19d Clever managing, after being given a fresh start (7)
CUNNING: A word meaning managing with a different first letter (after being given a fresh start).
21d Article misrepresented performance (7)
RECITAL: Anagram (misrepresented) of ARTICLE.
22d Paid escort in carriage, alone, scratching head (6)
GIGOLO: A type of carriage followed by a word for alone or single without its first letter (scratching head).
25d Unknown number leaving stadium in neighbourhood (4)
AREA: Take an N (unknown number) out of a stadium.
Some good stuff here but my podium is 9a,12a and 8d with 9a on the top step.
Quick crossword puns:
Top line : SHIRE + WEIGH = SHY AWAY
Bottom line: MYRRH + CURIE = MERCURY
71 comments on “DT 30264”
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Blimey! Is it Friday already, or did I just sup too much while watching the farcical F1
I found this pretty tough, and had never heard of the slinger at 29a or the work in 27a, although the clue made it fairly obvious. Took much longer than usual for a Monday and still can’t see how 1a is clued, so will have to see the hints. Standout favourite of today is the very clever 8d. Many thanks to our setter for this teaser.
Very enjoyable and for me a little trickier than the average Monday.
A couple of dated references/chestnuts in there and I have to say my repetition radar nearly blew a fuse seeing the setter had used “skill” to clue art twice in the NW…. wouldn’t get away with that in The Rookie Corner!
Best clues for me were 1&20 plus 4&5d with top spot going to 17d.
Many thanks Campbell and Pommers
Agree a tad tricker than previous Mondays, a tale of two halves with the top half straightforward and the bottom requiring a bit more thought. A pleasant diversion on this lovely spring day.
Fav 15a LOI 17d.
Thanks to setter and pommers.
You’ve used your name rather than your usual alias. Do you want me to reinstate your usual alias?
Yes thanks Gazza. 👍
Wow, I thought that this one was absolutely wonderful, with 27a proudly occupying the centre of my podium. Brilliant, that one. As I sat here listening to Gershwin’s 1st Piano Concerto, along came the other great giant of American music in the 20th Century, and I could hardly believe my eyes and ears–both of them, all at once. Elsewhere, the sausage was new to me but the checkers helped me through that little snarl, and I thought that 22d and 11d gave 27a a good run for the medals, with 17d deserving some kind of special award for clever misdirection. Really enjoyed this one, so thanks to pommers and Campbell. 2.5*/5*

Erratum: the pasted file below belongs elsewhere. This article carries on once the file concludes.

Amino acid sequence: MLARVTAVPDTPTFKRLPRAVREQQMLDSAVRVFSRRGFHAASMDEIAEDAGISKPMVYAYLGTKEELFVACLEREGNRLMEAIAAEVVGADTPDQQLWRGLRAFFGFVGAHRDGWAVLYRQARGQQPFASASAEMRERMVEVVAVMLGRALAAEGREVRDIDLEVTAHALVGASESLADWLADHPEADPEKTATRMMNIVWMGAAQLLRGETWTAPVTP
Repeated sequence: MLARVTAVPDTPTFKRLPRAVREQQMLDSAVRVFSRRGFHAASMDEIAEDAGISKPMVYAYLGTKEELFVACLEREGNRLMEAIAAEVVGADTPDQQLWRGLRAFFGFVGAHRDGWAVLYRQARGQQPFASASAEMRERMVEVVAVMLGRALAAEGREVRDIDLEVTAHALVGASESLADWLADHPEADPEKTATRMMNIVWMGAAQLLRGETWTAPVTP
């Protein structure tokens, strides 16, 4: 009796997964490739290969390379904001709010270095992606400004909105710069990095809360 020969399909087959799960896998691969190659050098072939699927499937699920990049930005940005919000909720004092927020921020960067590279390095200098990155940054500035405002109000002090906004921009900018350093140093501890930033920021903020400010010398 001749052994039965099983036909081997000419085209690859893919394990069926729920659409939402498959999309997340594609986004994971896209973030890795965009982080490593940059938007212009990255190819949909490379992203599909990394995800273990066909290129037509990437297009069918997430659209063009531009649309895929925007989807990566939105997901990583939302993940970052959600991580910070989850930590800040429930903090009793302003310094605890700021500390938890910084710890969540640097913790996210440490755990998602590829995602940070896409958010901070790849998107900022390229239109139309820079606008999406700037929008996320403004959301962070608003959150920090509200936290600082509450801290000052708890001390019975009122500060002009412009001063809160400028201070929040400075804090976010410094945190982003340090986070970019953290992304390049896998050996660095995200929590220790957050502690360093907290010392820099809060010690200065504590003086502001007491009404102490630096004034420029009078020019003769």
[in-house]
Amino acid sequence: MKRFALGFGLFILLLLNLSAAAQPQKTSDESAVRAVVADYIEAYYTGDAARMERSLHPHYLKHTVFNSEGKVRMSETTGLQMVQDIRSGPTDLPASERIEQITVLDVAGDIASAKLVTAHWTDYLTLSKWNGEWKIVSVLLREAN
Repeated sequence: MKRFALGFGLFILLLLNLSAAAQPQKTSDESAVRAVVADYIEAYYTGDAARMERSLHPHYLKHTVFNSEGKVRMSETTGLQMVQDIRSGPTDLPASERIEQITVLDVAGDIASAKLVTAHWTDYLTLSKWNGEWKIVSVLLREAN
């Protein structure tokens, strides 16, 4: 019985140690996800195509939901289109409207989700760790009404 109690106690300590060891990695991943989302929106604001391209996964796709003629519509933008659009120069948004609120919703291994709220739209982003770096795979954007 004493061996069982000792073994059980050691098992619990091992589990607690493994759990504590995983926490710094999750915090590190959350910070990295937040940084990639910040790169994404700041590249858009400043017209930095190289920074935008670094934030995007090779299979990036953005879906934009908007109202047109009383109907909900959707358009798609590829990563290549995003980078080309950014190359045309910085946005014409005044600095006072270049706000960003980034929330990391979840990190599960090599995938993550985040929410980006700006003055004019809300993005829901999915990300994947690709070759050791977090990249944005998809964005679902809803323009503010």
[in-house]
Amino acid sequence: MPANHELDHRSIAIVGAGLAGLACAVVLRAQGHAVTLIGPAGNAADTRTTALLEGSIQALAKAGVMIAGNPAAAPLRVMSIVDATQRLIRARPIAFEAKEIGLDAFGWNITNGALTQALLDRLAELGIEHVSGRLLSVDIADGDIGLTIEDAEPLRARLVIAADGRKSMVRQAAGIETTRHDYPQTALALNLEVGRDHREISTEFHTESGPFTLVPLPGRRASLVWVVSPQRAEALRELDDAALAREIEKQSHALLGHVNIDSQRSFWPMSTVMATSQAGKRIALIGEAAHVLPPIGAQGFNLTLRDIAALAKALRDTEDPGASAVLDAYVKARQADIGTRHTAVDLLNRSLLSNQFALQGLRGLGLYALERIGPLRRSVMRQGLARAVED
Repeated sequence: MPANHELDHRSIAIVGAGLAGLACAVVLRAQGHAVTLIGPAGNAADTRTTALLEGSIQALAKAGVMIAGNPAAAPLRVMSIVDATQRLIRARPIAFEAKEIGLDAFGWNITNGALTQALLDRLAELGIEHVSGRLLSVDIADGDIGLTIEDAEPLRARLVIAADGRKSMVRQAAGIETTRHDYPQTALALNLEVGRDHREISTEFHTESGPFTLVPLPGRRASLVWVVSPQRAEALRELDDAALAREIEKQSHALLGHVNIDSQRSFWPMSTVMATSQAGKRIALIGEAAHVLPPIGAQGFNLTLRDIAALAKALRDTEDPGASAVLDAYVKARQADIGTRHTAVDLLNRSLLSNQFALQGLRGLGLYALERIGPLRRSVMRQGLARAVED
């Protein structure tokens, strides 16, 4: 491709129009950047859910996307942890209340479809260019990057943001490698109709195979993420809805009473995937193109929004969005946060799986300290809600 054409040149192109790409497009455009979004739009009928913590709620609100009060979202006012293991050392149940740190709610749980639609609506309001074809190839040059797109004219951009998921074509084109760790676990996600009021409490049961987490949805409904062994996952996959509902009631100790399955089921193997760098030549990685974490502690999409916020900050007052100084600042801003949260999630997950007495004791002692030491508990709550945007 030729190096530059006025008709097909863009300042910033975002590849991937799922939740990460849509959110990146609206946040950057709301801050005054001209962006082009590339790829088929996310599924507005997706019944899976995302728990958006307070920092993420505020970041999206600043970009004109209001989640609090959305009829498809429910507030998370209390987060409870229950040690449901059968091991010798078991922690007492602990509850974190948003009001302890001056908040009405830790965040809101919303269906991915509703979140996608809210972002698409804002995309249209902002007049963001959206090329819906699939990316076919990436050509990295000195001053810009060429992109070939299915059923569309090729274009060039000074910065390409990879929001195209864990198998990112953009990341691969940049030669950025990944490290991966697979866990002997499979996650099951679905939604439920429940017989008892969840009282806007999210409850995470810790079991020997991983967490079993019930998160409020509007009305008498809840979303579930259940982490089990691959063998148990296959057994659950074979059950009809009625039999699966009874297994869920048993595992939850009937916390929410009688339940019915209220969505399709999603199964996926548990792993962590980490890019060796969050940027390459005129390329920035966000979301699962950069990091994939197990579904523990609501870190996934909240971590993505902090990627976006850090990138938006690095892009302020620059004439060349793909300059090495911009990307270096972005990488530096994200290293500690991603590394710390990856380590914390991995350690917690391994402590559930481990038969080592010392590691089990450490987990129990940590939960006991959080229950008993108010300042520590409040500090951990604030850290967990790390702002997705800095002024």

It’s Monday It’s Campbell but the ante is definitely up this week – ***/****
Candidates for favourite – 9a, 15a, 20a, 27a, and 14d – and the winner is 15a.
Thanks to Campbell and pommers.
Definitely amore difficult puzzle than usual from Campvell today. For me, the clues were less appealing than theyy usually are and I found 11d didn’t work that well. I did like 23a, 21d and 8d, however. So a curate’s egg crossword today. Thanks to Pommers for the hints and to Campbell.
Gently does it.
As it should be, it’s Monday.
Loved 27a and 8d especially.
Thanks to Campbell and pommers, great illustrations and music.
I liked it a lot although it definitely felt more difficult than usual for a Monday. Thank goodness for school holidays as I had time to go back to it at coffee time and fill in the ones I couldn’t do earlier. My brain must have been working on them while I was doing the housework and listening to Ken Bruce!
8d and 27a were my favourites and 17d my LOI.
Thanks to pommers and Campbell
Perfect way to kick off the cruciverbal week – no real sweat but much fun. 9a unparsed. Needed help with 27a and 23a (was working on wrong draft). IMHO 29a indicator rather far-fetched. Agree with pommers in my having expected not worried to be the definition. Fav 16a. Thanks Campbell for more fun-time and pommers for being a welcome back-up.
Of course it is a sad moment (gentlemen – remove your hats; ladies – adjust your veils) to have to place 29a on THE LIST, but one’s ire towards Campbell is overcome by the amusement of 13a and the sheer brilliance of 27a.
Yesterday we went for a lovely walk along the Greensand Way near Dorking. It was described as ‘easy’ on the app that we use for unfamiliar walks. It was indeed easy if one is used to climbing Everest without reserves of oxygen. At the summit, the app advised us to enjoy ‘The Temple’ which was to be found a hundred yards further on. This monument, that I had imagined to be on a par with the Golden Temple at Amritsar turned out to be a structure similar to a corporation bus shelter, complete with graffiti.